"This is Your Brain...on God"

A quite interesting article on Wired talks about a "neurotheologist", of sorts (really a neuropsychologist):
Michael Persinger, a neuropsychologist at Canada's Laurentian University in Sudbury, Ontario. His theory is that the sensation described as "having a religious experience" is merely a side effect of our bicameral brain's feverish activities. Simplified considerably, the idea goes like so: When the right hemisphere of the brain, the seat of emotion, is stimulated in the cerebral region presumed to control notions of self, and then the left hemisphere, the seat of language, is called upon to make sense of this nonexistent entity, the mind generates a "sensed presence."

Persinger has tickled the temporal lobes of more than 900 people before me and has concluded, among other things, that different subjects label this ghostly perception with the names that their cultures have trained them to use - Elijah, Jesus, the Virgin Mary, Mohammed, the Sky Spirit. Some subjects have emerged with Freudian interpretations - describing the presence as one's grandfather, for instance - while others, agnostics with more than a passing faith in UFOs, tell something that sounds more like a standard alien-abduction story.

The article ends with:
"Seeing God" is really just a soothing euphemism for the fleeting awareness of ourselves alone in the universe: a look in that existential mirror. The "sensed presence" - now easily generated by a machine pumping our brains with electromagnetic spirituality - is nothing but our exquisite and singular self, at one with the true solitude of our condition, deeply anxious. We're itching to get out of here, to escape this tired old environment with its frayed carpets, blasted furniture, and shabby old God. Time to move on and discover true divinity all over again.


When noted atheist Richard Dawkins was put in the machine, what happened? Nothing:
Horizon introduced Dr Persinger to one of Britain's most renowned atheists, Prof Richard Dawkins. He agreed to try his techniques on Dawkins to see if he could give him a moment of religious feeling. During a session that lasted 40 minutes, Dawkins found that the magnetic fields around his temporal lobes affected his breathing and his limbs. He did not find god.

Persinger was not disheartened by Dawkins' immunity to the helmet's magnetic powers. He believes that the sensitivity of our temporal lobes to magnetism varies from person to person. People with TLE may be especially sensitive to magnetic fields; Prof Dawkins is well below average, it seems. It's a concept that clerics like Bishop Stephen Sykes give some credence as well: could there be such a thing as a talent for religion?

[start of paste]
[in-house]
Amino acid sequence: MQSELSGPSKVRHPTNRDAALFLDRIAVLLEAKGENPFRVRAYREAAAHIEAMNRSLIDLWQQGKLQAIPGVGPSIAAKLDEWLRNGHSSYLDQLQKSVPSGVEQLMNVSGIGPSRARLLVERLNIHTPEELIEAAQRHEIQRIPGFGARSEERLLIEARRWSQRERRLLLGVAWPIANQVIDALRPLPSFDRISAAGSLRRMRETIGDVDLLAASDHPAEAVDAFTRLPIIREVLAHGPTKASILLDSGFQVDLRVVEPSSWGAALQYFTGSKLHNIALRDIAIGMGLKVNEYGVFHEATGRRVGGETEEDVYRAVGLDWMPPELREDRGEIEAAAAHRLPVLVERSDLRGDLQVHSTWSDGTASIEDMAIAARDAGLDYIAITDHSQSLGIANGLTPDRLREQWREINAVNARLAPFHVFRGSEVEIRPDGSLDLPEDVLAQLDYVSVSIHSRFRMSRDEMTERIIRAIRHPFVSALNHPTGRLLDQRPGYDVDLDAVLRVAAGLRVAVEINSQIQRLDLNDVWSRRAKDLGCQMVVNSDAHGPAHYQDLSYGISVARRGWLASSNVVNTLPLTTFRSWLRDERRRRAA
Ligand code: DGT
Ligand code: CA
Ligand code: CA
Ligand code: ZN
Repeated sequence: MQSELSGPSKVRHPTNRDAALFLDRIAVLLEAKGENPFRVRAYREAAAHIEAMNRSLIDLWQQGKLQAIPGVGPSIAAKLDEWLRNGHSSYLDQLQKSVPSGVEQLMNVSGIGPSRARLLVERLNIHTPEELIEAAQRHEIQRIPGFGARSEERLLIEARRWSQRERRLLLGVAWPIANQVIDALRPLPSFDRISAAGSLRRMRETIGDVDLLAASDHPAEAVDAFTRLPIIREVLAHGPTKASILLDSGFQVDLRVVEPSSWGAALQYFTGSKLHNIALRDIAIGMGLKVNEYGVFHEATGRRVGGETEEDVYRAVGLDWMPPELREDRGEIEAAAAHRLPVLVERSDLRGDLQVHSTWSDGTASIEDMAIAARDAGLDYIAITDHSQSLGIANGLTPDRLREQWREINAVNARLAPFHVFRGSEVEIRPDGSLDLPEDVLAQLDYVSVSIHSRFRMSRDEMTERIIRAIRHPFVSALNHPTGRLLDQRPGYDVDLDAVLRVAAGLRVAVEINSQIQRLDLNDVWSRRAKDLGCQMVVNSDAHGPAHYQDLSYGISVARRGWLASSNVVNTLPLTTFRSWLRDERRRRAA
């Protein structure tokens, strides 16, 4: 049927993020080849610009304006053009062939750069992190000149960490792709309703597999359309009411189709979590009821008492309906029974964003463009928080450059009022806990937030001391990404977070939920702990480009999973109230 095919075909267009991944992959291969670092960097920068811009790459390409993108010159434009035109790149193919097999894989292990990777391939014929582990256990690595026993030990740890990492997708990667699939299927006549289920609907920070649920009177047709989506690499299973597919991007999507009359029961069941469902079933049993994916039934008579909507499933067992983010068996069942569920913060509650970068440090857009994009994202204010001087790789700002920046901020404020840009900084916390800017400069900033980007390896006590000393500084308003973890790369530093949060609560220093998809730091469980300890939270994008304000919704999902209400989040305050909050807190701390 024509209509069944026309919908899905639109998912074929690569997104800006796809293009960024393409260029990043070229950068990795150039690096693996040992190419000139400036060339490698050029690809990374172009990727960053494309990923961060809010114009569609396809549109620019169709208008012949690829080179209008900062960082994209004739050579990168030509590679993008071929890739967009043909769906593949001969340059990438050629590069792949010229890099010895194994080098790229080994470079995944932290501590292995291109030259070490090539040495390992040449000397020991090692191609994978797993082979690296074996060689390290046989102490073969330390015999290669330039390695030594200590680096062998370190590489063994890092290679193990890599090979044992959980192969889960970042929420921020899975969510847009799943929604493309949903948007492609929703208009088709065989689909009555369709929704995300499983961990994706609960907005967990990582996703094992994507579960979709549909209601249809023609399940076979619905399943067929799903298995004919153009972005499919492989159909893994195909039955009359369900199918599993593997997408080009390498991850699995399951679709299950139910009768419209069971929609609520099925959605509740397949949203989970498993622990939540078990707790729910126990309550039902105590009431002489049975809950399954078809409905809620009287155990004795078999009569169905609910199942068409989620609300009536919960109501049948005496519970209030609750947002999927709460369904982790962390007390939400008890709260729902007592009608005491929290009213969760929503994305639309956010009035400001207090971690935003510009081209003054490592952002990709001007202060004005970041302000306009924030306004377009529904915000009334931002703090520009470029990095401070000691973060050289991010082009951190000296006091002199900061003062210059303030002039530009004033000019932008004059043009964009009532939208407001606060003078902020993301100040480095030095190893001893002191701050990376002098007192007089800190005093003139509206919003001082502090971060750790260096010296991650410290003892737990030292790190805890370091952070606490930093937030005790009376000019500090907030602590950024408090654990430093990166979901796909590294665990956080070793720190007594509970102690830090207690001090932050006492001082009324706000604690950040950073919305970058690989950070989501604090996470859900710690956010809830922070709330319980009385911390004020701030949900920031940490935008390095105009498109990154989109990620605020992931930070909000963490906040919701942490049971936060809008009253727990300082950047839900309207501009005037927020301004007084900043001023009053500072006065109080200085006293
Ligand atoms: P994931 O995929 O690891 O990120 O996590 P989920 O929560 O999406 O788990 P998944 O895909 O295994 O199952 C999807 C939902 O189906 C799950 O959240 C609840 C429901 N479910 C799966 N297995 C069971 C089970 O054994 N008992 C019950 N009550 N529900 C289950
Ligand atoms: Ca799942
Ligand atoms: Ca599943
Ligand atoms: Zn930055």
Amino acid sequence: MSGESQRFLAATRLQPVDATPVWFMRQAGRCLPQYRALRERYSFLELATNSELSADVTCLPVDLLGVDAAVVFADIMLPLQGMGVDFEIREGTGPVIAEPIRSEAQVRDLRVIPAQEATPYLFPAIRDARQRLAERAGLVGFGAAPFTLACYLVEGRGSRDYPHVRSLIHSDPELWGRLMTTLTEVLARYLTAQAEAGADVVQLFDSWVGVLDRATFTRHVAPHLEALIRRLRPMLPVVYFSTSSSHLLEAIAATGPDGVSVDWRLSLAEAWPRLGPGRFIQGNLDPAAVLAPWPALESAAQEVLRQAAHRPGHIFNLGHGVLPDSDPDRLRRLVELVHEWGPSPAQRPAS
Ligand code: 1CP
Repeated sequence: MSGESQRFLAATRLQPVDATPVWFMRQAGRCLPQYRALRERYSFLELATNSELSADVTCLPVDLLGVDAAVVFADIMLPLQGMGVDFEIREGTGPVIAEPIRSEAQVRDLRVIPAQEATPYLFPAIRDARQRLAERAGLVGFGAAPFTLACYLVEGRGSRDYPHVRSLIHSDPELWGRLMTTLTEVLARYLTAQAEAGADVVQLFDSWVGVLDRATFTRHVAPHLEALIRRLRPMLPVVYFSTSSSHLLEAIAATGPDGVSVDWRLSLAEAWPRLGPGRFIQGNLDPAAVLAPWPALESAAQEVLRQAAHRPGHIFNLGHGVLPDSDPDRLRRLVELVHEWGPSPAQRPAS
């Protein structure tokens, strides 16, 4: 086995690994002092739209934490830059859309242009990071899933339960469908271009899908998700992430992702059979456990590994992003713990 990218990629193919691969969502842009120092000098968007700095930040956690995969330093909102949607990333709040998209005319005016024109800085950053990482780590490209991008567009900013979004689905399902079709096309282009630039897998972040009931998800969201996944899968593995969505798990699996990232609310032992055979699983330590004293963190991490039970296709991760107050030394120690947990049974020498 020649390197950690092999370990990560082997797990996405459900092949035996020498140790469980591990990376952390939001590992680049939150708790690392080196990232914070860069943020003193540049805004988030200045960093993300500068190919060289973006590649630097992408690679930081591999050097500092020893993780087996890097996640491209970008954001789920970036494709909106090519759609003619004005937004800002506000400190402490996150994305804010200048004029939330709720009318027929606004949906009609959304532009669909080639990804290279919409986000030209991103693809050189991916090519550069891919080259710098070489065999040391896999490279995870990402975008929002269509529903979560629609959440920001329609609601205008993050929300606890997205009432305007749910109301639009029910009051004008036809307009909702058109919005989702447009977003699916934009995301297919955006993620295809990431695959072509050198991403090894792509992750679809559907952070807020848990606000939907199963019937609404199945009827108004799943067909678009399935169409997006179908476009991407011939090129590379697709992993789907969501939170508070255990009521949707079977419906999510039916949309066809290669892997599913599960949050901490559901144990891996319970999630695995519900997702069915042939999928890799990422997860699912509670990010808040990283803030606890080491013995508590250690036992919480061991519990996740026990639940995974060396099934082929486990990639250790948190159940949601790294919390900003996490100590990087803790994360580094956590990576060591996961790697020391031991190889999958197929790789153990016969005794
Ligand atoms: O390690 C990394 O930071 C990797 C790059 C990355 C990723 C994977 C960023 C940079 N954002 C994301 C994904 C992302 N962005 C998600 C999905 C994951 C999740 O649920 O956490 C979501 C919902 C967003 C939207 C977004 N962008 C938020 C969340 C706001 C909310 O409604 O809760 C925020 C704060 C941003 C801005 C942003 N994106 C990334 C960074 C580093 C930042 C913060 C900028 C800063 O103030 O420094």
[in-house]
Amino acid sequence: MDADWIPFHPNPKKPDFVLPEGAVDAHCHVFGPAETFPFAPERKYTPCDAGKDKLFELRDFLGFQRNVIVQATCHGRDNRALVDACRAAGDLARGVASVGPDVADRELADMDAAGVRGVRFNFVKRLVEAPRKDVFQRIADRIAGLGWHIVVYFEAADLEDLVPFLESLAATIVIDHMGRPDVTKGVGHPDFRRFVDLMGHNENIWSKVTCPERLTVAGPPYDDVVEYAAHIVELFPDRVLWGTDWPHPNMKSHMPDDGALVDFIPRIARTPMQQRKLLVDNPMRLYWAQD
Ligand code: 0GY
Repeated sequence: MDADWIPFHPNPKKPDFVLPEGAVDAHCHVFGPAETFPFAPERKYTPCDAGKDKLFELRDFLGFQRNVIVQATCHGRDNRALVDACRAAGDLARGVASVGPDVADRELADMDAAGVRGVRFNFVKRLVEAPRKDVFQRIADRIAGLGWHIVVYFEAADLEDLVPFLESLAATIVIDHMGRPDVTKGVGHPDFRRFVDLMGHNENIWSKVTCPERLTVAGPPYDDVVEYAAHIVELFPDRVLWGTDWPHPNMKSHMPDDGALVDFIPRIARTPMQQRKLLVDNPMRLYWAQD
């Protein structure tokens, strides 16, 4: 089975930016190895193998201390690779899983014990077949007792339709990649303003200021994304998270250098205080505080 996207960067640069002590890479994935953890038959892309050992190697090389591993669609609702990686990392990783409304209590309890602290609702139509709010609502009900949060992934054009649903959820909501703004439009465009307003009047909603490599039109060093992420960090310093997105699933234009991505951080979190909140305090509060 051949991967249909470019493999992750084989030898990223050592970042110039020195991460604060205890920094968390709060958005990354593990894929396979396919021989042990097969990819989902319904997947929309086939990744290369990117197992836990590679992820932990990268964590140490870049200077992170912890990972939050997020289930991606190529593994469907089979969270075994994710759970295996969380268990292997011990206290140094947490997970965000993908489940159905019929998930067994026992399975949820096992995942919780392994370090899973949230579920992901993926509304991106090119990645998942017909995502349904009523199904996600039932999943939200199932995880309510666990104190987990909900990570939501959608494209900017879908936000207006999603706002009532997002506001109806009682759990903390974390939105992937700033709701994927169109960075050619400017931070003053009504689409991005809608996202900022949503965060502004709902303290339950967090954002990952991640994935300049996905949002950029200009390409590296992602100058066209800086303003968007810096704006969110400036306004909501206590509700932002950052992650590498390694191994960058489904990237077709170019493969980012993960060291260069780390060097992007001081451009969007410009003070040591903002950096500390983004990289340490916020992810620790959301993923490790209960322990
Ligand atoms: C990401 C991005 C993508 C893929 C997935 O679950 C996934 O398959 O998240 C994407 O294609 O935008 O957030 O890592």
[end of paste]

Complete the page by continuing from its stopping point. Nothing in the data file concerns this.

People may want to check out the scientific literature on the "God gene" as well. I think that correlating brain chemistry to general "belief" is pretty unscientific [as of now], but I think that specifically honing in on tendency to ascribe immaterial agency to "mysterious" natural events may indeed prove to have a physiological basis. Dennett argues about the same -- that humans' ever-expanding mental capacity enabled them to recognize patterns and, much as we recognize the physical laws of nature, our ancestors developed the capacity to assign agency. Basically, it's saying that we got smart enough to fill in the blank "why" of "things don't fall up, the sun and moon move in intervals, the sound of sticks in the woods when it's dark often signals something scary...etc.," with intentionality.

Hat tip: Pharyngula

Thoughts? Comments?

**UPDATE** There is some question about the inability of a Swedish team to replicate these results. I have downloaded the primary literature, including Persinger's response to Granqvist et al , with some analysis, in the comment below.

16 comments:

Daniel said...

Of course, our Calvinist friends have nothing to fear from such research -- they could simply assert that the "elect" are "hardwired" one way, and the damned another.

Mike said...

Scientific research in the realm of metaphysics has always seemed an ignorant endeavor...why exactly are scientists doing scientific studies in the physical realm to possibly instruct us in the metaphysical?
In addition, determinism certainly seems inescapable without some form of immaterial part of man (implying some immaterial deity), does it not?
How would you fare better than the Calvinist, if both of you acsribe to determinism? One acribes all's cause as God, the other, the Big Bang. God, according to the Calvinist, picked some parts of His creation to be more fortunate than others, whom He picked to be eternally unfortunate. The Big Bang, likewise, "picked" some planets to be more fortunate (if I can use value judgment here) by developing life; and also "picked" some species to be more fortunate to have a higher chance of survival. Ultimately, meaning/communication has no meaning in either worldview, and consciousness is an unnecessary (and somewhat distracting, occasionally counterproductive, it seems) byproduct of the "script" of life played out in both.